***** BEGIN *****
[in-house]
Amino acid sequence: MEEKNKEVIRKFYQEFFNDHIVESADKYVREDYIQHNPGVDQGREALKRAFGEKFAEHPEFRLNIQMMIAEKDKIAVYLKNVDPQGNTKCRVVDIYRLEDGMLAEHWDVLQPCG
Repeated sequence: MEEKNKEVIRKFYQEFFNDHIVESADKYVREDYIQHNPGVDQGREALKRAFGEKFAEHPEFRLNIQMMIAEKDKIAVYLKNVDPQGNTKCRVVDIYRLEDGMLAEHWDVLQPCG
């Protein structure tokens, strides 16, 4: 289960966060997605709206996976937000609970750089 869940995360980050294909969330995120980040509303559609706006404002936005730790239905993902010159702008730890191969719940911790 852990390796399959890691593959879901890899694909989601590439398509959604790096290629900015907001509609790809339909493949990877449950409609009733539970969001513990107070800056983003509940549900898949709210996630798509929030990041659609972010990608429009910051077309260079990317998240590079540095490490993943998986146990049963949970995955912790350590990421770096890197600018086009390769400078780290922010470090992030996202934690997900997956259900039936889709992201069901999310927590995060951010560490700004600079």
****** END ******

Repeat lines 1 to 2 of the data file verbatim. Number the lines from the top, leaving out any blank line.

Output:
[in-house]
Amino acid sequence: MEEKNKEVIRKFYQEFFNDHIVESADKYVREDYIQHNPGVDQGREALKRAFGEKFAEHPEFRLNIQMMIAEKDKIAVYLKNVDPQGNTKCRVVDIYRLEDGMLAEHWDVLQPCG